This story first appeared in Bill Addison’s newsletter “Notes From a Roving Critic.” Subscribe now to keep up with Eater’s roving critic on the road.
Last week we introduced something new to the Eater universe: The South’s 38 Essential Restaurants, kicking off an ongoing project where we’ll be singling out defining dining options in every region of the country. It’s a natural progression in our coverage: Our city editors oversee Eater 38 maps for 23 food capitals across North America, and in my three years as Eater’s restaurant editor, I’ve tackled the daunting, delicious mission of naming the Best Restaurants in America.
The South is my home turf; 12 other experts from around the region joined me in narrowing down the list to 38 standouts. Atlanta has been my home, minus two gaps of several years each, since 1995. I’ve been writing about Southern food since my career began in 2002. But as part of the research for this particular project, I took a road trip to the one state in the South where I had somehow never been: Kentucky.
In February its famously rolling, blue-green terrain was muted and dormant. The landscape made me want to return in the flush of summer, but I’d happily go back to immerse myself in eating there any time of the year. I drove the state but focused on Louisville, starting with smoked catfish dip, roasted lamb with creamed greens, and Van Winkle Family Reserve rye whiskey at Proof on Main soon after I arrived. A spectacular five-course meal at Edward Lee’s 610 Magnolia earned the restaurant a slot on the Southern 38. The trip’s winning breakfast: huevos rancheros with avocado mousse and chorizo at Con Huevos.
A six-month-old restaurant in Louisville struck me as a particularly meaningful addition to the city’s accelerating dining scene. It’s the kind of place that instantly becomes useful to the community, assimilating seamlessly into the rhythm of a neighborhood. It’s called Red Hog. Housed in a converted gas station, it sits along Frankfort Avenue, a thoroughfare through Crescent Hill (a residential area not far from downtown that’s dotted with independent businesses). Red Hog is both a butcher shop and a restaurant. Kit Garrett and Bob Hancock run the place; they also own Blue Dog Bakery & Cafe eight blocks up the street.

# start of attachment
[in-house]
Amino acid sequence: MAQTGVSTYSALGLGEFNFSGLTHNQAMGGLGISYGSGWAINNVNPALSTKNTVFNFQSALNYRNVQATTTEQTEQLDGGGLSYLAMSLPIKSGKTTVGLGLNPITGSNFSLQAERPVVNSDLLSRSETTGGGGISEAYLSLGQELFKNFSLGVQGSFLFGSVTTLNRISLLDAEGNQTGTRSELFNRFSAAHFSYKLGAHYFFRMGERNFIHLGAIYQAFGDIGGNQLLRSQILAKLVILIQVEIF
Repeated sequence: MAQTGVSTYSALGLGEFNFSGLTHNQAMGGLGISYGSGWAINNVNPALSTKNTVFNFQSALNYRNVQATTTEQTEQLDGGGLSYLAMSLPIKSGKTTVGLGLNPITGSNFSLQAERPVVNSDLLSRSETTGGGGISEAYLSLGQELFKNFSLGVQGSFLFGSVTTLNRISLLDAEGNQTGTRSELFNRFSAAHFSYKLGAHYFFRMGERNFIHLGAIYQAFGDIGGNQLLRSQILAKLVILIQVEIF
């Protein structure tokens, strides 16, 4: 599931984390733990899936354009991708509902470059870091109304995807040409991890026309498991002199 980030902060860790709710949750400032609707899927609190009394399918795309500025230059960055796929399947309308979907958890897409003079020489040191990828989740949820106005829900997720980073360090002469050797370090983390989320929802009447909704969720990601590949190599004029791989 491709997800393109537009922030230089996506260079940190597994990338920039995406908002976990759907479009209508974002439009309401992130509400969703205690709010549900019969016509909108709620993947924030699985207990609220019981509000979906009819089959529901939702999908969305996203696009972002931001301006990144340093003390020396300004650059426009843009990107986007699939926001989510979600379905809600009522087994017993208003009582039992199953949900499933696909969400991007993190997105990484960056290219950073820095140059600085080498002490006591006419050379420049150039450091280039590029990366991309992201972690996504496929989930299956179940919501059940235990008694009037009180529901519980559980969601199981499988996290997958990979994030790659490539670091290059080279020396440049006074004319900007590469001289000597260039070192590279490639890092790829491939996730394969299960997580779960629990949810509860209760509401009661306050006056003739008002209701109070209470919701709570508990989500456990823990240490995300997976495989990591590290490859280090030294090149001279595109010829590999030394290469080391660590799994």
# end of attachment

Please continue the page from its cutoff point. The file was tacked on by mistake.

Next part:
Hancock is the best kind of obsessive. He and Garrett opened Blue Dog as a showcase for perfectionistic ways with bread and pastry. (Blue Dog is both a bakery and a restaurant; I vouch for the crackly baguette and shattering croissant I picked up one morning.) Last decade, when Hancock decided he wasn’t satisfied with the quality of local pork available, he and Garrett began raising pigs on a farm 15 miles outside Louisville. They cured charcuterie on site at Blue Dog until they opened their new venture in September.
Red Hog operates a butchering facility on site. A gleaming case displays country ham, headcheese, sausages in many varieties, brown sugar-cured bacon, and Italian-style salumi like coppa and guanciale. Products like aged beef tallow and freshly made stocks (chicken, pork, beef) fill the shelves of nearby refrigerator. I long for such a cornucopia in my Atlanta neighborhood.
The restaurant’s menu is written on a blackboard near the open kitchen and changes often, rotating through a dozen or so options. It reads very much in the vein of chefs who are cooking dishes that they hunger for themselves, trusting their diners will appreciate them as well. Sandwiches feature heavily, but you might also see jambalaya, cassoulet, mussels in Thai red curry, beef tartare, and a stab at tonkotsu ramen.
On a first visit, at least, I’d encourage you to home in on Hancock’s metier: meat and bread. A meatball hoagie, soaked with the right amount of marinara and thinly blanketed with still-melting mozzarella, rivaled similar versions I’ve had in East Coast cities with deep Italian-American roots. “Really F’ing Good Bacon Bleu Cheese Smoked Burger” lived up to its cocky moniker. The pizza, not surprisingly, was terrific — a vehicle for the fragrant, puffy-edged crust topped with sausage, pepperoni, and tapenade, and finished with a parsley-pepperoncini salad.
Steve Hacker, the former editor of Eater Louisville (RIP) joined me for dinner and told me that some customers ribbed Hancock about having so few vegetables on the menu. He responded by concocting salads that always include meat — such as grilled escarole with marinated gigante beans and strips of coppa, basically a twist on an antipasti platter.
Red Hog opens at 4 p.m., and customers start filling its 50 seats shortly thereafter. If you’re in Louisville, give it a try. If you gorge yourself, like I did, leafy Frankfort Avenue would be ideal for a stroll afterward now that spring has arrived.
Red Hog: 2622 Frankfort Avenue, Louisville, KY 40206; (502) 384-0795; redhogartisanmeat.com. Restaurant open Tuesday-Thursday 4-9 p.m., Friday-Saturday 4-9:30 p.m.